Public health priority: Routine
PHU response time: Respond to confirmed cases within 3 working days. Enter confirmed cases on NCIMS within 5 working days.
Case management: Identify contributing factors.
Contact management: None
To identify failures in immunisation and so inform better prevention strategies.
A confirmed case requires
Isolation of Clostridium tetani from a wound in a compatible clinical setting and the detection of toxigenicity in the isolate by mouse toxicity testing.
A clinically compatible illness without other apparent cause.
Tetanus is to be notified by:
Only confirmed cases should be entered onto NCIMS.
Neurotoxin produced by the anaerobic, spore-forming bacillus Clostridium tetani.
Tetanus spores are present in the environment and enter the tissues through breaks in the skin. Spores are resistant to drying, heat and antiseptics and may remain viable in the environment for years.
Tetanus spores are widely distributed in soil and in animal faeces. Manure enriched soil may contain large numbers of spores. Spores can also be found on skin surfaces and in contaminated heroin.
Anaerobic conditions such as deep puncture wounds allow the spores to germinate into vegetative bacilli that produce a neurotoxin "tetanospasmin".
The neurotoxin binds to skeletal muscle and neuronal cells and blocks inhibitory impulses to these cells and this causes involuntary muscle contraction.
Tetanus is not directly transmitted from person-to-person.
The typical incubation period is around 10 days with a range of 3 to 21 days.
Generalised tetanus usually starts gradually over several days. The patient may initially develop "risus sardonicus" (a tightening of facial muscles that causes a characteristic smile-like facies) and "lockjaw" or "trismus" (masseter spasm that prevents mouth opening normally).
Gradually the muscle spasms increase with hyper-extension of the neck, back and lower limbs and flexion of the upper limbs ("opisthotonus"). Muscle spasms are extremely painful and can be precipitated by external stimuli. There may be associated abdominal rigidity. There is often autonomic dysfunction with increased sweating, hypertension and tachycardia. Severe spasm persist for 1 week or more and subside over several weeks.
The case-fatality rate varies from 10 to over 80 per cent, and is highest in infants and the elderly. Prognosis is poorer if there is rapid progression to generalised seizures from onset.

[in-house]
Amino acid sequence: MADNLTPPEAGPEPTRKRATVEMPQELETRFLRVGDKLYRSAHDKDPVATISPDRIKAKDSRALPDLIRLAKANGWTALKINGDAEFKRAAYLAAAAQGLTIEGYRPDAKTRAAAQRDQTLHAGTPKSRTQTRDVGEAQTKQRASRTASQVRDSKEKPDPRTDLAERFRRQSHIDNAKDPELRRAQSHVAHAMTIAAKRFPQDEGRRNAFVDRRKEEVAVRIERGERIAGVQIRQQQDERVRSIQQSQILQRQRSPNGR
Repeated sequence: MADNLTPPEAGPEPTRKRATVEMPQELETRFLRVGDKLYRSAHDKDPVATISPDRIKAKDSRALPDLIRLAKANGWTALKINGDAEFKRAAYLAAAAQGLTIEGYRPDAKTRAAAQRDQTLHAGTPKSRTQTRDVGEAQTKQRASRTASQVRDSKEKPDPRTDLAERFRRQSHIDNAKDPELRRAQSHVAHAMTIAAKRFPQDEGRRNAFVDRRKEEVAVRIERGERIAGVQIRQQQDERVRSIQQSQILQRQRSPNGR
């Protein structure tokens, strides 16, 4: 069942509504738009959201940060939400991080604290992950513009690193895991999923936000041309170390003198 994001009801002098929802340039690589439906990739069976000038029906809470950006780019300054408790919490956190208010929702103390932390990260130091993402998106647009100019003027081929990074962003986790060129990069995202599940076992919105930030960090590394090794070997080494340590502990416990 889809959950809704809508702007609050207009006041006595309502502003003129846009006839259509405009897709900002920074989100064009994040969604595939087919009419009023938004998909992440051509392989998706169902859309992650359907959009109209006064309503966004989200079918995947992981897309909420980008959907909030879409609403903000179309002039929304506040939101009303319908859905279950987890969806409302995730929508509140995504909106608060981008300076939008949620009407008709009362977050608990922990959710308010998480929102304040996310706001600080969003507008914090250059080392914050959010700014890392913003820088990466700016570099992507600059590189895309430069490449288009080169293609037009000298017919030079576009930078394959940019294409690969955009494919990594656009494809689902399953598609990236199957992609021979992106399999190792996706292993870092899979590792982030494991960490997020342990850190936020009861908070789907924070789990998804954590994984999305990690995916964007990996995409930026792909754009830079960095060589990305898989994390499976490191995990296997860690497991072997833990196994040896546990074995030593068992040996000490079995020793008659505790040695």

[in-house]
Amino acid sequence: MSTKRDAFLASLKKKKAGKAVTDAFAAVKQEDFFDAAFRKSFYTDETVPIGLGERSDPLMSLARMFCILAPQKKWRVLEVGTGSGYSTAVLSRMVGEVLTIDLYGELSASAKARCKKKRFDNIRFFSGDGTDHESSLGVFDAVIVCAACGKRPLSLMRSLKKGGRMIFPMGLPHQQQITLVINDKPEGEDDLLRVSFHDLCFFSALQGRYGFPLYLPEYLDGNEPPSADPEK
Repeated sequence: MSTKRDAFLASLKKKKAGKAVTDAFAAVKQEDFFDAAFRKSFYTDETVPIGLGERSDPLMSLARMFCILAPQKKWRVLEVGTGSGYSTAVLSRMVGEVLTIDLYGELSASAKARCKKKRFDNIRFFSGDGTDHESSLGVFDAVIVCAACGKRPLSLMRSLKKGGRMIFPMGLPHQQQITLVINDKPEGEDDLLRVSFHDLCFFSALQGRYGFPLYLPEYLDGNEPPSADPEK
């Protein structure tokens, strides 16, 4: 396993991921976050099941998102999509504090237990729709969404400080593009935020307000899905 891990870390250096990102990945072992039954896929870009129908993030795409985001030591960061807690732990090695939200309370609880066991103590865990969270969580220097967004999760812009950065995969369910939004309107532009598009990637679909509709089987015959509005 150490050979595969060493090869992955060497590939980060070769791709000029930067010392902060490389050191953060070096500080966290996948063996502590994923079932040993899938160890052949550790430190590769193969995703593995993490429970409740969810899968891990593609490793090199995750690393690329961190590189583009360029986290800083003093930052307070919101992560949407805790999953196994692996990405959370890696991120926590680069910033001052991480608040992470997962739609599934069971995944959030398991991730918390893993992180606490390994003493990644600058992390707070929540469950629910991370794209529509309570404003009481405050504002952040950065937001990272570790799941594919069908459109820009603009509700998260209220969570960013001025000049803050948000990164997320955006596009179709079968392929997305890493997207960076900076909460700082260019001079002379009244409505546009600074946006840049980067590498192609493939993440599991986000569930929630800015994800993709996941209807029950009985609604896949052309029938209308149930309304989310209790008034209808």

Neonatal tetanus is occasionally seen in infants born to mothers who have never been immunised against tetanus. The umbilical stump can be infected through poor obstetric or post natal care. In India and Pakistan, neonatal tetanus sometimes occurs when the umbilical stump is covered in ghee which has been contaminated with cow faeces (often used as a fuel source). The baby develops weakness, rigidity and inability to suck before developing generalised tetanic spasms.
Localised tetanus is a rare type of tetanus where there is localised muscle spasm in the same body region as the injury. Generalised tetanus may follow localised tetanus but the clinical course is usually better.
Cephalic tetanus is another rare form of tetanus which may follow otitis media or a wound involving the head. Unlike generalised tetanus, it involves flaccid paralysis (not spasm) of muscles innervated by cranial nerves and presents with dysphagia, facial palsy and diplopia from paralysis of extraocular muscles.
The diagnosis of tetanus is typically a clinical one. Differential diagnosis includes: hypocalcaemic tetany, acute dystonia, meningitis and strychnine poisoning.
Within 3 days of notification of a confirmed case begin follow-up investigation.
Within 5 working days of notification enter confirmed cases on NCIMS.
Email de-identified case details to the Communicable Diseases Branch, including results of investigations, within 5 working days of notification.
The response to a notification will normally be carried out in collaboration with the case's health carers. But regardless of who does the follow-up, PHU staff should ensure that action has been taken to:
Treatment is supportive and often requires intensive care.
Ascertain tetanus immunisation history including whether a primary immunisation course has been completed and if and when booster immunisations were given. Most cases have either never been vaccinated or they have completed a primary series but have not had a booster in the preceding 10 years.
Cases of tetanus require treatment with tetanus immunoglobulin and tetanus immunisation as the quantity of antigen in an acute tetanus episode is too small to illicit an immune response.
The case or relevant care-giver should be informed about the nature of the infection and the mode of transmission.
Determine likely source of infection. High risk wounds include compound fractures, wounds contaminated with soil or manure, deep penetrating wounds, presence of foreign body (e.g. splinter), wounds involving extensive tissue injury or necrotic tissue such as burns or large contusions, injecting drug use, body piercing or surgical procedures, replacement of an avulsed tooth, otitis media (ear infections), dental infection, animal bites, abortion, and pregnancy. No cause is found in about one third of cases.
For any recent wounds, determine how wounds were managed. (e.g. wound irrigation, topical disinfection, surgical debridement, immediate versus delayed wound closure, antibiotic treatment such as penicillin or metronidazole).
Determine tetanus immunisation history and whether tetanus immunoglobulin and/or tetanus toxoid was given appropriately after a high risk wound.